d q x d t = q t x = u x ( q , t ) q x , t ( 0 , T ) .
Hence
q x ( x , t ) = exp ( 0 t u x ( q , s ) d s ) > 0 , q x ( x , 0 ) = 1 ,
(2.2)

which is always positive before the blow-up time.

In addition, integrating both sides of the first equation in equation (1.1) with respect to x on S , we obtain
d d t μ ( u ) = λ μ ( u ) ,
it follows that
μ ( u ) = μ ( u 0 ) e λ t : = μ 0 e λ t ,
(2.3)
where
μ 0 : = μ ( u 0 ) = S u 0 ( x ) d x .
(2.4)

3 Blow-up solutions

In this section, we are able to derive an import estimate for the L -norm of strong solutions. This enables us to establish precise blow-up scenario and several blow-up results for equation (1.1).

Lemma 3.1 Let u 0 H s , s > 3 / 2 be given and assume the T is the maximal existence time of the corresponding solution u to equation (1.1) with the initial data u 0 . Then we have
u ( t , x ) L e λ t ( 3 | μ 0 | ( 1 2 | μ 0 | + 2 μ 2 ) λ + u 0 L ) , t [ 0 , T ) .
(3.1)
Proof The first equation of the Cauchy problem (1.1) is
u t + u u x + 3 μ ( u ) A 1 x u + λ u = 0 .
In view of equation (1.5), we have
| A 1 x u | 1 2 | μ 0 | e λ t + 2 ( S u 2 d x ) 1 2 .
A direct computation implies that
d d t S u 2 d x = 2 S 2 u u t d x = 2 S 2 u ( u u x + 3 μ ( u ) A 1 x u + λ u ) d x = 2 λ S u 2 d x .
It follows that
S u 2 d x = S u 0 2 d x e 2 λ t : = μ 2 2 e 2 λ t .
(3.2)
So we have
| A 1 x ( u ) | ( 1 2 | μ 0 | + 2 μ 2 ) e λ t .
In view of equation (2.1) we have
d u ( t , q ( t , x ) ) d t = u t ( t , q ( t , x ) ) + u x ( t , q ( t , x ) ) d q ( t , x ) d t = ( u t + u u x ) ( t , q ( t , x ) ) .
Combing the above relations, we arrive at
| d u ( t , q ( t , x ) ) d t + λ u ( t , q ( t , x ) ) | 3 | μ 0 | ( 1 2 | μ 0 | + 2 μ 2 ) e 2 λ t .
Integrating the above inequality with respect to t < T on [ 0 , t ] yields
| e λ t u ( t , q ( t , x ) ) u 0 ( x ) | 3 | μ 0 | ( 1 2 | μ 0 | + 2 μ 2 ) λ .
Thus
| u ( t , q ( t , x ) ) | u ( t , q ( t , x ) ) L e λ t ( 3 | μ 0 | ( 1 2 | μ 0 | + 2 μ 2 ) λ + u 0 L ) .
In view of the diffeomorphism property of q ( t , ) , we can obtain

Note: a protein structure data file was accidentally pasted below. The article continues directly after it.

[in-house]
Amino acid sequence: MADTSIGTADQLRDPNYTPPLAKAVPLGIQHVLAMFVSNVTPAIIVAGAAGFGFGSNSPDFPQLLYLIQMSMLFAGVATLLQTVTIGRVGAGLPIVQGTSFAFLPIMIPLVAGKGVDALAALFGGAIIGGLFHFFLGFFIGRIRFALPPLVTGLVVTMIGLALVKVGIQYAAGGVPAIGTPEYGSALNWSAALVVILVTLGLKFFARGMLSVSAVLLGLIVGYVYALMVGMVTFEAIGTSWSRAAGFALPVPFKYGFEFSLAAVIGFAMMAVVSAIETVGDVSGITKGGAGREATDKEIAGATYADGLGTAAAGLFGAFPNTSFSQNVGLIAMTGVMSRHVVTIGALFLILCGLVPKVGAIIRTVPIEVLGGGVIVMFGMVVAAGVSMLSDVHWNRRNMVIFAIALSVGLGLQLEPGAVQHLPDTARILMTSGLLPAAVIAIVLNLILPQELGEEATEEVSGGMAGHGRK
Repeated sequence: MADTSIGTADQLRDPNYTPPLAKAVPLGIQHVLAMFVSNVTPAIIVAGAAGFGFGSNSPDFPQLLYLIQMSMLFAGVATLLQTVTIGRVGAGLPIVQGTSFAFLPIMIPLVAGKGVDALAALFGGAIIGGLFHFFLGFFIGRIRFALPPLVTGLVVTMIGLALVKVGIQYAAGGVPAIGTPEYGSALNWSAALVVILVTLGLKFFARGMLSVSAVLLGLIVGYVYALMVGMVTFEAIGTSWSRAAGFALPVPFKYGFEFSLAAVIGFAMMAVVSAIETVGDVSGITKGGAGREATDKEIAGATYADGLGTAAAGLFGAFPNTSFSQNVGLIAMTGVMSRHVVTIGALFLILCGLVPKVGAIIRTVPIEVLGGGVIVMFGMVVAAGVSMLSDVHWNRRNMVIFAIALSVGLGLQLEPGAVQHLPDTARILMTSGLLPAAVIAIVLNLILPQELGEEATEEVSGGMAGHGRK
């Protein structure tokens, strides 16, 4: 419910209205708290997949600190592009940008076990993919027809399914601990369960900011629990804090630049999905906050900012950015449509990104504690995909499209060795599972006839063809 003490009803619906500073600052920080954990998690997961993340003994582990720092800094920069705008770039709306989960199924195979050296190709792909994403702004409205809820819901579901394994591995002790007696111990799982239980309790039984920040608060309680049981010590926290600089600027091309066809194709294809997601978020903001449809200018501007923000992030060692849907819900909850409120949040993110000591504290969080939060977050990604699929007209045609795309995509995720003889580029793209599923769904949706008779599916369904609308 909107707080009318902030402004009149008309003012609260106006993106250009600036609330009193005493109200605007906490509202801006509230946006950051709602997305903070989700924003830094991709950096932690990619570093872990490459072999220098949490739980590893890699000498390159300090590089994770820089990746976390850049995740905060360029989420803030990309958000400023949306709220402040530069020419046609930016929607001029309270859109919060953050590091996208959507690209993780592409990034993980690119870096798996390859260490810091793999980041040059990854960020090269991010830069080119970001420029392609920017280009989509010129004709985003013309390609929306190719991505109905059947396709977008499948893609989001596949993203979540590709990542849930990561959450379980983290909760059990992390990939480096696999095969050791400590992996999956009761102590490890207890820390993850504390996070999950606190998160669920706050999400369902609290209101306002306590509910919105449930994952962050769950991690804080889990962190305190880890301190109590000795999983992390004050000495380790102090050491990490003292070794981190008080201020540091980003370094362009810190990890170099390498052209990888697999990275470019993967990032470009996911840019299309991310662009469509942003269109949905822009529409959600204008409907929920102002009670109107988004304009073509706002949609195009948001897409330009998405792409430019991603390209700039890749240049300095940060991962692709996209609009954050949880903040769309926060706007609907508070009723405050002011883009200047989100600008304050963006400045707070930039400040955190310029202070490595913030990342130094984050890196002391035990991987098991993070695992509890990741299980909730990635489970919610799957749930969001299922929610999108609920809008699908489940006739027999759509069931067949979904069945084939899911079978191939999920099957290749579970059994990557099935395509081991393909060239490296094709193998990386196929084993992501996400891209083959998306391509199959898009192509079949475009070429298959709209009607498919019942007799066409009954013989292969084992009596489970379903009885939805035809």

| u ( t , x ) | u ( t , x ) L e λ t ( 3 | μ 0 | ( 1 2 | μ 0 | + 2 μ 2 ) λ + u 0 L ) .

This completes the proof of Lemma 3.1. □

Theorem 3.2 Let u 0 H s , s > 3 / 2 be given and assume that T is the maximal existence time of the corresponding solution u ( t , x ) to the Cauchy problem (1.1) with the initial data u 0 . If there exists M > 0 such that
u x ( t , ) L M , t [ 0 , T ) ,

then the H s -norm of u ( t , ) does not blow up on [ 0 , T ) .

Proof We assume that c is a generic positive constant depending only on s. Let Λ = ( 1 x 2 ) 1 / 2 . Applying the operator Λ s to the first one in equation (1.3), multiplying by Λ s u , and integrating over S , we obtain
d d t u H s 2 = 2 ( u u x , u ) H s 6 ( u , A 1 x ( μ ( u ) u ) ) H s 2 λ ( u , u ) H s .
(3.3)
Let us estimate the first term of the above equation,
| ( u u x , u ) H s | = | ( Λ s ( u u x ) , Λ s u ) L 2 | = | ( [ Λ s , u ] u x , Λ s u ) L 2 + ( u Λ s u x , Λ s u ) L 2 | [ Λ s , u ] u x L 2 Λ s u L 2 + 1 2 | ( u x Λ s u , Λ s u ) L 2 | 2 ( u , v ) H 1 × H 1 2 ( 2 ( u , v ) H 1 × H 1 2 ) c u x L u H s 2 ,
(3.4)
where we used Lemma 2.3 with r = s . Furthermore, we estimate the second term of the right hand side of equation (3.3) in the following way:
| ( u , A 1 x ( μ ( u ) u ) ) H s | = | ( u , A 1 x ( e λ t μ 0 u ) ) H s | e λ t | μ 0 | u H s A 1 x u H s c | μ 0 | u H s 2 .
(3.5)
Combing equations (3.4) and (3.5) with equation (3.3) we arrive at
d d t u H s 2 c ( | μ 0 | + u x L + 2 λ ) | u H s 2 .
An application of Gronwall’s inequality and the assumption of the theorem yield